The NHS is spending at least £61 million a year – over £1m a week or £167,000 a day – hiring private ambulances to attend emergency calls, says UNISON today (Monday) as its annual health conference opens in Bournemouth.
North West Ambulance Service spent more than £15m between January and December 2022 on private emergency services, according to data obtained by the union.
South Central Ambulance Service spent £19m over the past financial year, North East Ambulance Service is paying just under £7m annually, and South East Coast around £6m a year.
East Midlands Ambulance Service predicts a £9.5m spend in the financial year between 2022 and 2023, and the latest figures from Yorkshire Ambulance Service show the trust paid out £4.5m between 2021 and 2022.
The figures are based on responses from two thirds* of ambulance trusts in England that pay commercial companies to provide cover for critically ill patients.
More than a dozen private companies are being commissioned by ambulance trusts across England to fill widening gaps in services and to meet response times amid overwhelming demand, says UNISON.
Trusts are booking private emergency vehicles and crews up to a year in advance to be available to respond to emergency incidents such as road traffic accidents and stroke patients.
However, UNISON says spending tens of millions on private 999 cover is a short-term fix, not a long-term solution to the crisis in ambulance services.
With demand on ambulance services soaring, the union says this failed policy means that millions of pounds of public money are going into the pockets of private firms rather than being invested in more highly trained ambulance staff and better ambulances.
The money for private cover comes from one-off government ‘crisis management’ payments that are not guaranteed from year to year.
The union says this approach deters some ambulance trusts from investing in their own additional NHS vehicles and staff because of the ongoing costs incurred.
UNISON says private firms are capitalising on the crisis in ambulance services, by tempting paramedics and other crew away from NHS work. The boosted hourly rates might seem attractive but risk leaving staff without sick pay and pensions, the union adds.
In some cases, privately employed crews are being paid to stay with patients in hospital corridors until a bed can be found.
For example, University Hospitals Dorset NHS Foundation Trust has hired this additional cover known as ‘cohorting’ to allow NHS ambulances to leave queues outside A&E and get back out on the road to respond to 999 calls.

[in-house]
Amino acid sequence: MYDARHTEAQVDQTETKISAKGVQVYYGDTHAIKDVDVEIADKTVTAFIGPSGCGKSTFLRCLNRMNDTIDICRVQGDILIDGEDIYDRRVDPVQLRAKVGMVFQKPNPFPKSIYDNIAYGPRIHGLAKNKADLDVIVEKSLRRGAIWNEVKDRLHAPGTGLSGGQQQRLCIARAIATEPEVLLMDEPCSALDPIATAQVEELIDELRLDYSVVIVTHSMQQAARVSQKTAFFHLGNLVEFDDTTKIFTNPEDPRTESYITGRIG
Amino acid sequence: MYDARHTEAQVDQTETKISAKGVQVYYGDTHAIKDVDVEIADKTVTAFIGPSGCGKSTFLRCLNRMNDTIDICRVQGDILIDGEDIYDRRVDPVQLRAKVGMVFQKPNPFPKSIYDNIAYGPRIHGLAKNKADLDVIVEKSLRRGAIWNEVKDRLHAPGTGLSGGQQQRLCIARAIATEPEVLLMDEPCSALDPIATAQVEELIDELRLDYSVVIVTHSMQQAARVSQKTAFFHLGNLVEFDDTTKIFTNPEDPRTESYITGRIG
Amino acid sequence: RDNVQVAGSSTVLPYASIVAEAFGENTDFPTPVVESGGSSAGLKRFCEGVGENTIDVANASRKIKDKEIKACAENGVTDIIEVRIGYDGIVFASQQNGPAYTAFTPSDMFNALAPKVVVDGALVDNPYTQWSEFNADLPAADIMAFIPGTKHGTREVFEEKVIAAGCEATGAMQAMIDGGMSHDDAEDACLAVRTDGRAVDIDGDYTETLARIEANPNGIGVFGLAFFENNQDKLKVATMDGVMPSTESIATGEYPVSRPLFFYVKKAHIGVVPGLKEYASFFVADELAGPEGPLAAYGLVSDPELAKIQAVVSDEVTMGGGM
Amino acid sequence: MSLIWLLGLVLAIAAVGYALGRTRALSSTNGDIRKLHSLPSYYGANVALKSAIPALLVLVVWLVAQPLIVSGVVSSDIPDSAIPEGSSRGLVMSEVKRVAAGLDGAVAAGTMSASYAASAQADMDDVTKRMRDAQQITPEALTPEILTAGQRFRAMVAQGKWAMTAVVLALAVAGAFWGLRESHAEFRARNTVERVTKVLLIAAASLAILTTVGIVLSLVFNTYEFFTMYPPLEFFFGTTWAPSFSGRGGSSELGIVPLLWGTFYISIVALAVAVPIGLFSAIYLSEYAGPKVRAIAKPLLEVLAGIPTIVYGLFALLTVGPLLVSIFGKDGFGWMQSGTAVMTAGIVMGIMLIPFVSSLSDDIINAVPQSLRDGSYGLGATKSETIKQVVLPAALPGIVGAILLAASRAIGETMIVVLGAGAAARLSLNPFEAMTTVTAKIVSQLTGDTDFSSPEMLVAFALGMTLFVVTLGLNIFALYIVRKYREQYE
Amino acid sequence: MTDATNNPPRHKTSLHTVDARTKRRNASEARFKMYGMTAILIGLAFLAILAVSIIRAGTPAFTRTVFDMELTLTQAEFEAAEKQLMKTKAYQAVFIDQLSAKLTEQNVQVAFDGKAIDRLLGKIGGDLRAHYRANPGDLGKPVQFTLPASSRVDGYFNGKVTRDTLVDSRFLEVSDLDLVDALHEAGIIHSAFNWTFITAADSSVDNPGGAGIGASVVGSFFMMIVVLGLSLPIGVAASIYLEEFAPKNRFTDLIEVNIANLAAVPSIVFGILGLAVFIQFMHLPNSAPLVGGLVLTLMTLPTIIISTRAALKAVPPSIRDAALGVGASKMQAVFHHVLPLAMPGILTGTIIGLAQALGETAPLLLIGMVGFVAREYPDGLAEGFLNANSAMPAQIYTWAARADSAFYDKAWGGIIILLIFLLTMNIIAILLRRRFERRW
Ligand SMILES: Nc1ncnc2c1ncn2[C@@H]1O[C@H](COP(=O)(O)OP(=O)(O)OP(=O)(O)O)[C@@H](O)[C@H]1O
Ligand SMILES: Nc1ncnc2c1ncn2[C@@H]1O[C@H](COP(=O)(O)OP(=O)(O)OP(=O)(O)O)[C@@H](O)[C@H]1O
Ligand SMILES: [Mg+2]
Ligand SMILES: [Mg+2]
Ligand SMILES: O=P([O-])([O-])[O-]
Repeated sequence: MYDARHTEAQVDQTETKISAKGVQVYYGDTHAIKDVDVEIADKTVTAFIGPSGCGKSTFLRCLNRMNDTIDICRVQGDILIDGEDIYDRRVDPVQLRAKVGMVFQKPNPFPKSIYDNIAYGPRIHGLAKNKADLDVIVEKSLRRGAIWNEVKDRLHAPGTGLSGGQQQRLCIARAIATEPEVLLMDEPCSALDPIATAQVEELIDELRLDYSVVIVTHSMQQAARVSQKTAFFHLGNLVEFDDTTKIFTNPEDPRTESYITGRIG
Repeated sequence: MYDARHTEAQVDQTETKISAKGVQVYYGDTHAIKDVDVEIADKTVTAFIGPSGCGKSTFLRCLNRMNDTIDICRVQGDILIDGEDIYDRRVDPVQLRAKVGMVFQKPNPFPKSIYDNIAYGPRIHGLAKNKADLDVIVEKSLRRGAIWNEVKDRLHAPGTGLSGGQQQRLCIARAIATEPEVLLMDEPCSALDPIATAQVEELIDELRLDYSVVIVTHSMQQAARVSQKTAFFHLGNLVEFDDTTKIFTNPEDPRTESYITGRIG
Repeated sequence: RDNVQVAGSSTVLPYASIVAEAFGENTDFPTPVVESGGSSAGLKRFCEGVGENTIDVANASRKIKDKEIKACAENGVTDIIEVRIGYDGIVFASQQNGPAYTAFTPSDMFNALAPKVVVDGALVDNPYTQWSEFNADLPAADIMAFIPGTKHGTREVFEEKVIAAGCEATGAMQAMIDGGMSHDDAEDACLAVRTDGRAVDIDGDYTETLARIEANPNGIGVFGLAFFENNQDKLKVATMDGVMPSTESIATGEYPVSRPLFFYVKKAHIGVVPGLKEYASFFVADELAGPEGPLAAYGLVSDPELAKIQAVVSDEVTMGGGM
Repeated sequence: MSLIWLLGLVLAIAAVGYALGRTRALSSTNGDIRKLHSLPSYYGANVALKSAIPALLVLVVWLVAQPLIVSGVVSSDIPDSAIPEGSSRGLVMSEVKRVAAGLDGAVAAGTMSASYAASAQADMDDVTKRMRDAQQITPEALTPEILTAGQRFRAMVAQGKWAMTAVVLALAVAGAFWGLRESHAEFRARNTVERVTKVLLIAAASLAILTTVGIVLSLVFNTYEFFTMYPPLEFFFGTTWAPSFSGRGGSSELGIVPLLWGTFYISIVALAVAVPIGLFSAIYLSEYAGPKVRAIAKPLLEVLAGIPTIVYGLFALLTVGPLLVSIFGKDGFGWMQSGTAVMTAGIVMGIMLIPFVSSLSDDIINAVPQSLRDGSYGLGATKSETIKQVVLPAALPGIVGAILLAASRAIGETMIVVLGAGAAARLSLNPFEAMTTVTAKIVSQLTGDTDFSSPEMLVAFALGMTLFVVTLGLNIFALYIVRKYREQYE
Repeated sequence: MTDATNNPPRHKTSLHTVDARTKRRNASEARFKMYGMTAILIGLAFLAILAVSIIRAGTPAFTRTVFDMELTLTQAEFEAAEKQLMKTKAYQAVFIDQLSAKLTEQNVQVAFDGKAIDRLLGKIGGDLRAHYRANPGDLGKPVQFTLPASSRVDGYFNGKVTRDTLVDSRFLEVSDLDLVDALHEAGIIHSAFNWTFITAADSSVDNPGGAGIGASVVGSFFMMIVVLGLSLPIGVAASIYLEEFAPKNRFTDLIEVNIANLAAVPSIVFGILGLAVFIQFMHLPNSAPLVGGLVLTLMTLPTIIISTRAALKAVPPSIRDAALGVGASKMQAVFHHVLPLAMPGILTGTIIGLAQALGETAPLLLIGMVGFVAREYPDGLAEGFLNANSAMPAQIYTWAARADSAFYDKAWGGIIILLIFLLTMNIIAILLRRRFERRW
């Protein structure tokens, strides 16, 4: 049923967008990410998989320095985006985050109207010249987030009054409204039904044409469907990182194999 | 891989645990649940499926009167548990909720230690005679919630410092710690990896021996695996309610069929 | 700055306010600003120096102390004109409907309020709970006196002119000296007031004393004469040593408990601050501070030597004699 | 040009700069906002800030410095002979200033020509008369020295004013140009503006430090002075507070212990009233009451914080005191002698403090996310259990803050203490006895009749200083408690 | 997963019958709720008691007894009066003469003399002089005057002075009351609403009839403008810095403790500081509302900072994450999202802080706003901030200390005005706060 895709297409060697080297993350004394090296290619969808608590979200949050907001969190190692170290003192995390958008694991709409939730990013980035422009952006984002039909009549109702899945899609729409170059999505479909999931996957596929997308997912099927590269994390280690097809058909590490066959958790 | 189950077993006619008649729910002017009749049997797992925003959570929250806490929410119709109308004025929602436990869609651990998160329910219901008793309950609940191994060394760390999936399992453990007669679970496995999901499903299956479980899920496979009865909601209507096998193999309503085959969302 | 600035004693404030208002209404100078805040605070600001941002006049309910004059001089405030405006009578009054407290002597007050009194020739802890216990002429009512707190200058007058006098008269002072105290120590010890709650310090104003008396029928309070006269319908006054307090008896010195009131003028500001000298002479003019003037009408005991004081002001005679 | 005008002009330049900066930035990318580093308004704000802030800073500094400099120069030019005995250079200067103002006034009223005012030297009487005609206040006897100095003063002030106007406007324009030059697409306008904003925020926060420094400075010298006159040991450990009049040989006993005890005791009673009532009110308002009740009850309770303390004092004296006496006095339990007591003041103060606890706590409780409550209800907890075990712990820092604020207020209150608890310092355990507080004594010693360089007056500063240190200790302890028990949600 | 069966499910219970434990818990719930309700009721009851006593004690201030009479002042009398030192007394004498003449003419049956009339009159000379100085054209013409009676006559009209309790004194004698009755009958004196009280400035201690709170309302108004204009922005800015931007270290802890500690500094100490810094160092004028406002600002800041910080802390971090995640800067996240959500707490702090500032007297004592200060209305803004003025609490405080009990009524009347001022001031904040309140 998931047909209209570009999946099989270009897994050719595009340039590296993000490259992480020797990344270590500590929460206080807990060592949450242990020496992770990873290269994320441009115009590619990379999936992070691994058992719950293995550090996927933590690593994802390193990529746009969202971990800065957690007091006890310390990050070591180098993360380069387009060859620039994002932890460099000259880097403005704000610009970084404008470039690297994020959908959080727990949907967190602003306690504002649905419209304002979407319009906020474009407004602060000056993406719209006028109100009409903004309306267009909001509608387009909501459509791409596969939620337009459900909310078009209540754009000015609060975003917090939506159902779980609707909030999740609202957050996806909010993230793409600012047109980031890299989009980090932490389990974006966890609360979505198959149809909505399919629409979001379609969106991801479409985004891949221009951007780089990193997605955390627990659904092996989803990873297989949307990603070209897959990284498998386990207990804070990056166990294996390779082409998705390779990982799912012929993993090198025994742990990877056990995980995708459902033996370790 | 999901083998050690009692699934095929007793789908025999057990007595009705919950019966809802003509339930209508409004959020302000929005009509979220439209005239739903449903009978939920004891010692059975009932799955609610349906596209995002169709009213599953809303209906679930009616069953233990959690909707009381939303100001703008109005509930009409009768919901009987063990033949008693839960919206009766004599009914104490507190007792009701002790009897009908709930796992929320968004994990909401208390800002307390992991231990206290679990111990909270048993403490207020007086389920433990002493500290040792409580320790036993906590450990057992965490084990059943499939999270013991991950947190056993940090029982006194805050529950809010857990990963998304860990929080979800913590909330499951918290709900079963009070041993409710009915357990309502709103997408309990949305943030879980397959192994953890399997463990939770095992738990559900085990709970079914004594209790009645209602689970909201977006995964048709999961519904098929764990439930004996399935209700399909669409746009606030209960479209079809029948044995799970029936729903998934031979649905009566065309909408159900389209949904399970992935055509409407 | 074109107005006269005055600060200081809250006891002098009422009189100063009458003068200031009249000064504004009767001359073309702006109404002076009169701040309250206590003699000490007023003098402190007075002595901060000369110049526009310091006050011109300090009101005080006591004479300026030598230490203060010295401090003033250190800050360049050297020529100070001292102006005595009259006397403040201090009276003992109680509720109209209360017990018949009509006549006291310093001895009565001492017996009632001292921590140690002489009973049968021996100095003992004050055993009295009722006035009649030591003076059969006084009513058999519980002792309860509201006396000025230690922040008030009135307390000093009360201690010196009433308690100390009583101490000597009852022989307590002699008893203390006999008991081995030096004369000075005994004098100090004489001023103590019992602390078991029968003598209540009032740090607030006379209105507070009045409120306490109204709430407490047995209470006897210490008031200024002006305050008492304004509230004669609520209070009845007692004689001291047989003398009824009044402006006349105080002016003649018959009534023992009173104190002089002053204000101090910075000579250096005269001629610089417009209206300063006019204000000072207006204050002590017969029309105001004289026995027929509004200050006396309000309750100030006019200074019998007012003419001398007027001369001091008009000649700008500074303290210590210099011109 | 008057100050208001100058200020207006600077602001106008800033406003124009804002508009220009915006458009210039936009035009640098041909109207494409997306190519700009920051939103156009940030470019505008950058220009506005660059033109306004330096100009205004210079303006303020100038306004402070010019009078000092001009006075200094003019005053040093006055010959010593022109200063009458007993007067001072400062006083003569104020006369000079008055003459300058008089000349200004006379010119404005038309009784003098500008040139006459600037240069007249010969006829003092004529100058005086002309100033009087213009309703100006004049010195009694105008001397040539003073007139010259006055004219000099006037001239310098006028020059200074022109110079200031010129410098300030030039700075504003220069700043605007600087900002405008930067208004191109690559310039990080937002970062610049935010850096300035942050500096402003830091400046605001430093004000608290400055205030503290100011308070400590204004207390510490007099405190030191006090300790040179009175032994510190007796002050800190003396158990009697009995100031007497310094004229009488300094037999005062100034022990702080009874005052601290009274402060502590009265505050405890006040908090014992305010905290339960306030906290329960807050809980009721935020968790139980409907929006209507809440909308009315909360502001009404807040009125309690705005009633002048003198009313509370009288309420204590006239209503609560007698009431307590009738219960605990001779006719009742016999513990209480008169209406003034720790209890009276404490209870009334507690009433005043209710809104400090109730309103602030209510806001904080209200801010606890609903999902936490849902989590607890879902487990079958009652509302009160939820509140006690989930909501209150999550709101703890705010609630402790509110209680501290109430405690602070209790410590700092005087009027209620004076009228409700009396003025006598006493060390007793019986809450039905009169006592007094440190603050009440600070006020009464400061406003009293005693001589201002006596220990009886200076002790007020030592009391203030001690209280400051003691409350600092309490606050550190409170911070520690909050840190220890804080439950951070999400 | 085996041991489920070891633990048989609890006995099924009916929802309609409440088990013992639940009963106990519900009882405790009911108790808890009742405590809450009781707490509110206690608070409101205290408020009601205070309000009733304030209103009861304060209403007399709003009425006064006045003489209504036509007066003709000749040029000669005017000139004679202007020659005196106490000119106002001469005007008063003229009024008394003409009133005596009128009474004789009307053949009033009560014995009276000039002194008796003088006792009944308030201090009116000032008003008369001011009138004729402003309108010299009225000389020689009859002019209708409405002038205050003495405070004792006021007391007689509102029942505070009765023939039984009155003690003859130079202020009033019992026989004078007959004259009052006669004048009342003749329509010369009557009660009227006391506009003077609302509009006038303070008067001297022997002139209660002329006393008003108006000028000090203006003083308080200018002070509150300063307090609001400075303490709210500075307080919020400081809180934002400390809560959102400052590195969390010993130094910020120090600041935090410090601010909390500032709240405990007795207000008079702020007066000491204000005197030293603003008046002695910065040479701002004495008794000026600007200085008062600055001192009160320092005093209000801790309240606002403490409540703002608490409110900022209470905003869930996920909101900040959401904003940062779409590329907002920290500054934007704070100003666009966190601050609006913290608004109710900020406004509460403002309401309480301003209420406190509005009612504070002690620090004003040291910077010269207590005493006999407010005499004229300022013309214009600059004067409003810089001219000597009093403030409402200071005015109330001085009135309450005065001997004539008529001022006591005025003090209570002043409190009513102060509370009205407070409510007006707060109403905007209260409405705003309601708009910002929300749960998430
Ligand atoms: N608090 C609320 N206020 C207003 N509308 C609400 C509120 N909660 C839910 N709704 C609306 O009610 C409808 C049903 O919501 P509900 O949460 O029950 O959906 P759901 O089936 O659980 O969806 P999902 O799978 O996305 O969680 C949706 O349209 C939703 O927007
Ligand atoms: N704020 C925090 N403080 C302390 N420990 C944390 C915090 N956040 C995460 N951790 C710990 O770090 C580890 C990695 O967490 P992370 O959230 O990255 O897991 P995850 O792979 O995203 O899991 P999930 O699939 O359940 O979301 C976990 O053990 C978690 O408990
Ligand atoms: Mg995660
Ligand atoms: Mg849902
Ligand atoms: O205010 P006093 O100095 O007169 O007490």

Responding to the figures, UNISON head of health Sara Gorton said: “This spend on private 999 services shows a lack of long-term planning and is a shocking waste of money. It’s nothing more than a sticking-plaster solution.
“Ambulance services are in a desperate state because the government has failed to invest long term.
“Patients are waiting ages for help to arrive or worse still dying before crews can reach them. Others are stuck in emergency vehicles outside hospitals for hours and hours on end waiting for a bed.
“This is a crisis of the government’s own making that can only be resolved with a long-term plan. Ministers must step up and come up with proper funding to tackle increasing demand and pay staff properly.”
Notes to editors:
– UNISON’s annual health conference opens today in Bournemouth and runs until Wednesday (19 April). Over the three days, health workers from all across the UK will come together to take part in debates on a wide variety of topics including pay, pensions, childcare, hospital food, ambulance pressures, mental health and challenging racism. UNISON general secretary Christina McAnea will give a speech to delegates at 2pm on Tuesday. Other speakers include Anita Charlesworth from the Health Foundation and Kate Bell from the TUC. The event takes place at the Bournemouth International Centre, Exeter Road, Bournemouth BH2 5BH. The conference opens at 9.30am on Monday and closes at lunchtime on Wednesday.
– *A total of 9 out of the 10 NHS ambulance trusts in England commission private 999 services. These include London Ambulance Service which did not provide a specific figure, South Western which only provided figures for 2019 to 2020, and East of England which did not provide figures.
– Staff employed by private firms for emergency cover include emergency care assistants, technicians, and paramedics.
– UNISON is the UK’s largest union and the largest union in the NHS and in the ambulance sector, with more than 1.3 million members providing public services – in education, local government, the NHS, police service and energy. They are employed in the public, voluntary and private sectors.